We set off early from home and drove to the starting point which took about 1'40" and began walking at 0840. The sandy track was much drier than last time with no evidence of water or mud and we soon reached the section of track where it began the descent to the gorge. After climbing down for a short period we took the track that branches off to the left with the aim of walking along the western side of the gorge first.
Sandstone Cliffs
The track meandered along the cliff line below the top of the cliffs and gradually descended to a deep hole in the river where we stopped for morning tea. All along this section were tracks of  small animals in the sand and one small cave showed evidence of being inhabited by Tasmanian Devils, which was quite pleasing.
Looking across to eastern side of gorge
We also spotted the tracks of a large snake, presumably a Tiger, but we did not see any, although we kept a good lookout. The sandstone formations and caves along this side of the gorge were equal to or possibly better than the other side. After our break we climbed up steeply to the wide ledge above the river and then down to the river crossing. The water level was much lower than last time I was here. After crossing the river we walked along the faint pad to meet up with the track proper a little further on and walked back along the eastern side of the gorge. We found a convenient log and had lunch and then walked down to the southern river crossing and then up steeply to join the outward track and then back to the car.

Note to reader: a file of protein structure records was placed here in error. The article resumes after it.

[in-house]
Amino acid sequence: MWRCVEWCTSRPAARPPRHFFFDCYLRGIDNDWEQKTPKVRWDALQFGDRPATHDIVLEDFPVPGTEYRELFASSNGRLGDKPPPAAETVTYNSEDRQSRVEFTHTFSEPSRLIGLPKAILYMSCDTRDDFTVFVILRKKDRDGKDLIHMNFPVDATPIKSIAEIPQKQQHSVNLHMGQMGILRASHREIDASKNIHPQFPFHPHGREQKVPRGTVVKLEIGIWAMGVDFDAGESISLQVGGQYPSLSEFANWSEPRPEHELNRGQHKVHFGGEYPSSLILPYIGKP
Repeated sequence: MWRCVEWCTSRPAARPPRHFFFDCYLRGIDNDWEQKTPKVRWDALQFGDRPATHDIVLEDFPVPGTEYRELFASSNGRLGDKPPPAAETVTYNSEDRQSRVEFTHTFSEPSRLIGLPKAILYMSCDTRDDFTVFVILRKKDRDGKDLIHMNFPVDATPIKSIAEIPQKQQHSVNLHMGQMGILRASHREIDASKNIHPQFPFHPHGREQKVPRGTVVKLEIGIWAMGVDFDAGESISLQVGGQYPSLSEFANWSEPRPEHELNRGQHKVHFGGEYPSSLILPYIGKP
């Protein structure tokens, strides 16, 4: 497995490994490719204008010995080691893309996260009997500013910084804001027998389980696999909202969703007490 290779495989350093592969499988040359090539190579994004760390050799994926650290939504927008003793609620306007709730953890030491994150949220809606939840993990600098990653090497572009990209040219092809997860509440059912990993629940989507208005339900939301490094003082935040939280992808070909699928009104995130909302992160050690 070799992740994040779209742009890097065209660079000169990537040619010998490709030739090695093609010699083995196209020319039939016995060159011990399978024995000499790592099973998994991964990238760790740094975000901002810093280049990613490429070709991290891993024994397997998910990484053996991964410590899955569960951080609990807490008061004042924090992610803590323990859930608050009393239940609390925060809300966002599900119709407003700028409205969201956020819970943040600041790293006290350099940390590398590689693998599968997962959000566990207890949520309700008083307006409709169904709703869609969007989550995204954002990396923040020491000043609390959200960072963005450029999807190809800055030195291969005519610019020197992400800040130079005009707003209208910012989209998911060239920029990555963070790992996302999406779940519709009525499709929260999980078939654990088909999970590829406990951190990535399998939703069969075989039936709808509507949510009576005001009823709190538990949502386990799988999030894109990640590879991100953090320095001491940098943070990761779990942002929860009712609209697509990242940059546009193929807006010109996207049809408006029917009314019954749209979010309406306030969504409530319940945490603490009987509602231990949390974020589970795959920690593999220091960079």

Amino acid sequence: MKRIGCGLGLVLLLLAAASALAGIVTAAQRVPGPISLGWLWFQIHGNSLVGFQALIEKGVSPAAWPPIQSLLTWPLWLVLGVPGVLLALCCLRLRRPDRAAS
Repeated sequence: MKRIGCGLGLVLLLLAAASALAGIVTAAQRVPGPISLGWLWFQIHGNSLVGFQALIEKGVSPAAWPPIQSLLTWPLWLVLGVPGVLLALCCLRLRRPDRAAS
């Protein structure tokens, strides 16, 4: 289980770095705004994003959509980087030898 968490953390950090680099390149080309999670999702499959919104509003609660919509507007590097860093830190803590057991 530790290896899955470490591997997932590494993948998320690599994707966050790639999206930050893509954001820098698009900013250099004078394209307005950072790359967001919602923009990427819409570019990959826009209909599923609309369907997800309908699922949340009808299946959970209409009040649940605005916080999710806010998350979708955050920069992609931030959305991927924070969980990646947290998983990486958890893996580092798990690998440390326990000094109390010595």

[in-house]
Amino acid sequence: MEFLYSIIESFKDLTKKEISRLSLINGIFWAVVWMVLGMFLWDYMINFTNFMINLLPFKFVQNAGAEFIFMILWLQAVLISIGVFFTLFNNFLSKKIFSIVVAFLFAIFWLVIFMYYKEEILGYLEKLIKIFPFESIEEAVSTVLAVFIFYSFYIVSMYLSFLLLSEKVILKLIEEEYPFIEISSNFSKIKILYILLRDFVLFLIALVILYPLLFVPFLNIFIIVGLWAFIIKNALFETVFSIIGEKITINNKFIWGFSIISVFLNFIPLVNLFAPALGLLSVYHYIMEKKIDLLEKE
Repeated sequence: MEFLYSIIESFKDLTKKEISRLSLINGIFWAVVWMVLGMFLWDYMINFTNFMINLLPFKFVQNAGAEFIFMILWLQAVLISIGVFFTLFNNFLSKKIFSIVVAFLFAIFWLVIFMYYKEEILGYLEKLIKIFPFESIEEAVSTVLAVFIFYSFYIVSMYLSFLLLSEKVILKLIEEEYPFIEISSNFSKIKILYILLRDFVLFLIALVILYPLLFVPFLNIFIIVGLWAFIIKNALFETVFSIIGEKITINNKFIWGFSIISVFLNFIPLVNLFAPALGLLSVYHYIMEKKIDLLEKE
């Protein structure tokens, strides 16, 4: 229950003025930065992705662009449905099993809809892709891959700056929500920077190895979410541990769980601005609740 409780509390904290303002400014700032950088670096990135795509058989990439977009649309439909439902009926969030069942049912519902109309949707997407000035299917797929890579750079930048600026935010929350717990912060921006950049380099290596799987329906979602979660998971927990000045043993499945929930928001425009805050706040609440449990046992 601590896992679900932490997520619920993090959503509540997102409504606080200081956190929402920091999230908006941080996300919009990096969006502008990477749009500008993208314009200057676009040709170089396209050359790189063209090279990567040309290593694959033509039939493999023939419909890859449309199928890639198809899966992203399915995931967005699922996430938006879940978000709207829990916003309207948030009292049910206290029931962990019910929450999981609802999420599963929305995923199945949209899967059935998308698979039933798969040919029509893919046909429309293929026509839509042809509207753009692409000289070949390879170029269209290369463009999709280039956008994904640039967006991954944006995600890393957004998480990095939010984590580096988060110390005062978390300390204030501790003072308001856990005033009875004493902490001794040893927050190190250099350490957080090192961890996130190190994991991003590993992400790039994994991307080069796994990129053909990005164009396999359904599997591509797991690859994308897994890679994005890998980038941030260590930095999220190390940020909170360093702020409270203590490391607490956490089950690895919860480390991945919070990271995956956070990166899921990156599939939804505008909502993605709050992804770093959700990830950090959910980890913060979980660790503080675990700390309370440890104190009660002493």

This was a great walk with spectacular scenery of sandstone cliffs. caves and formations.
Distance: 9.2 kms.
Time: 4'30"
Ascent: 380 metres
Click here to download GPX file.
Sandstone Cliffs

Sandstone Cliffs

Sandstone Cliffs

Sandstone Patterns

Sandstone Cliffs

Deep hole in the river

The river from eastern side

Looking across to western side

Eastern side cave